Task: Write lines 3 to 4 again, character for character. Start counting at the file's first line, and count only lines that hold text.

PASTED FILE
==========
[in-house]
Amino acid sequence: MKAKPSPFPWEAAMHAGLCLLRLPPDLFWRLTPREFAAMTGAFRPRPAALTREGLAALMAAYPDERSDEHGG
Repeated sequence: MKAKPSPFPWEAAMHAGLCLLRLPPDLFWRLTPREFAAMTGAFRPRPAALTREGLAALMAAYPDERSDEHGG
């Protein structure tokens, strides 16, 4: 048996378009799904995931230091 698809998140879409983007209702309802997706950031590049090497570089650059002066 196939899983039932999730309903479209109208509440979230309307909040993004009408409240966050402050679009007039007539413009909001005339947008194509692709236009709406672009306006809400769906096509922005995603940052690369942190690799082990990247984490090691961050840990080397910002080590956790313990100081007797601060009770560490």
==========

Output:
Repeated sequence: MKAKPSPFPWEAAMHAGLCLLRLPPDLFWRLTPREFAAMTGAFRPRPAALTREGLAALMAAYPDERSDEHGG
């Protein structure tokens, strides 16, 4: 048996378009799904995931230091 698809998140879409983007209702309802997706950031590049090497570089650059002066 196939899983039932999730309903479209109208509440979230309307909040993004009408409240966050402050679009007039007539413009909001005339947008194509692709236009709406672009306006809400769906096509922005995603940052690369942190690799082990990247984490090691961050840990080397910002080590956790313990100081007797601060009770560490």